Figure 2 Blood pressure (mmHg) × time (minutes). SBP, systolic blood pressure; DBP, diastolic blood pressure.

Only the group with previous oncological disease and with the worst functional capacity (ECOG >2), displayed a significant difference of this variable as related to the group with the better functional capacity (ECOG ≤2), for the systolic BP as well as the diastolic BP.

The observed factors that could change the HR, such as painful stimulus, did not display any significant results, even when there was a slight drop of HR after the sedation was begun. During the procedure, the successive stimuli, such as the insertion of the trocars and placement of the chest tube, did not display any significant effects. When we approached to the end of the procedure, there was a discrete rise of the HR, especially when the surgery exceeded 20 minutes, yet this did not cause any statistically relevant change or modified the evolution of the operated patients (Figure 3).

Figure 3 Heart rate (bpm) × time (minutes).

During the insertion of the trocars through the chest wall, no significant changes were observed in the vital signs or the appearance of a reflexive cough. No significant differences were found when comparing the O2 Sat and the HR at the time that preceded the insertion of the first trocar or immediately after the respective insertion, which was also verified when the second trocar was inserted. We consider that a good local anesthesia of the intercostal space and keeping the RSS between 3–5, were factors that contributed to the success at the time of greatest pain stimulus, occurred on the thoracic wall punction (Figure 4).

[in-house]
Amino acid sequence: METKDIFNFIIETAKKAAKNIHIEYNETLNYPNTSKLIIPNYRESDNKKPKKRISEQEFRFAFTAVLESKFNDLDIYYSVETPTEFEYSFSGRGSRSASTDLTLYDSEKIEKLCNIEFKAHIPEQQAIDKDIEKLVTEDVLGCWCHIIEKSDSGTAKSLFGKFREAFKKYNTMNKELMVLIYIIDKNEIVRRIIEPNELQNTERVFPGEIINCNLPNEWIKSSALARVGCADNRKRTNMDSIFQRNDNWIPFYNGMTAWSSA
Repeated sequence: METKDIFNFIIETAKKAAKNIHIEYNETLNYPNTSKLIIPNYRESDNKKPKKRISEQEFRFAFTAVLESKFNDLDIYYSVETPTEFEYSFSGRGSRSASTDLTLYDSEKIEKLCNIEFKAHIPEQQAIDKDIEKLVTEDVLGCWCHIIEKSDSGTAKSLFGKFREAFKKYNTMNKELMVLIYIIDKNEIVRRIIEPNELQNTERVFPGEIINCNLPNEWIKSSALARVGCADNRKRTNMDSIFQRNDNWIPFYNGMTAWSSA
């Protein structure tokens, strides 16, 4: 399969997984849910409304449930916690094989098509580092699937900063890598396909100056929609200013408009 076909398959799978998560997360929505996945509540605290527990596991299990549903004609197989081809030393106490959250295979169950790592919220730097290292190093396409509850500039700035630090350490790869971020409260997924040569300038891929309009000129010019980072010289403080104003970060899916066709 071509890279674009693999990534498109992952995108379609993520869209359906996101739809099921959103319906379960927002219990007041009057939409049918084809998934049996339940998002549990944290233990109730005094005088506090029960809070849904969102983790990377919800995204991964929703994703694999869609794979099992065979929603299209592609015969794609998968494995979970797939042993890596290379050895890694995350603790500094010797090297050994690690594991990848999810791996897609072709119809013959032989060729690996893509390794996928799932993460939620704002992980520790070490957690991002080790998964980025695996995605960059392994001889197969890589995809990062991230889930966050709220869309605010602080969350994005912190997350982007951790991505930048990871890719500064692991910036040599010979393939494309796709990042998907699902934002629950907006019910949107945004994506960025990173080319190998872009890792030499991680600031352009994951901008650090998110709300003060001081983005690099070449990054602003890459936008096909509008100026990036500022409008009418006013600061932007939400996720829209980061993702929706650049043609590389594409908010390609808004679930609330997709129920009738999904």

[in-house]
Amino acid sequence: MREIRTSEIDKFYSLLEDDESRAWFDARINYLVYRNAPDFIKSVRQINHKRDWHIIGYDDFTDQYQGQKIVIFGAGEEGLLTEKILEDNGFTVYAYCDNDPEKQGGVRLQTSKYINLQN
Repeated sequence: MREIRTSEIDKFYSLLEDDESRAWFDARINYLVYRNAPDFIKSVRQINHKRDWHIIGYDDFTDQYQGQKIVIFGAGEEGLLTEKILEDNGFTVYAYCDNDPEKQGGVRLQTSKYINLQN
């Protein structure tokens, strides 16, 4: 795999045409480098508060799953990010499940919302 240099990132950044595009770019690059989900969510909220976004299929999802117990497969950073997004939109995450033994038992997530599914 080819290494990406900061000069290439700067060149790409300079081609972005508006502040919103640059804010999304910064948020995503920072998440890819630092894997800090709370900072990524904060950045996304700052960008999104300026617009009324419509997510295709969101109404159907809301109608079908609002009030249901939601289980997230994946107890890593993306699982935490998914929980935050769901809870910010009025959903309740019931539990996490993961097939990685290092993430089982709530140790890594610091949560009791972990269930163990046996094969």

Figure 4 Ramsay Sedation Score (RSS) × time.

After the VT was performed under local anesthesia and sedation, the cancer patients in the study were capable of beginning chemotherapy or radiotherapy earlier, due to the same size of the incisions, when compared to the more invasive thoracic procedures performed under general anesthesia. Similar to Jiang et al. and Swanson et al., these patients were released earlier to begin chemotherapy less than 14 days post-operatively (13,14).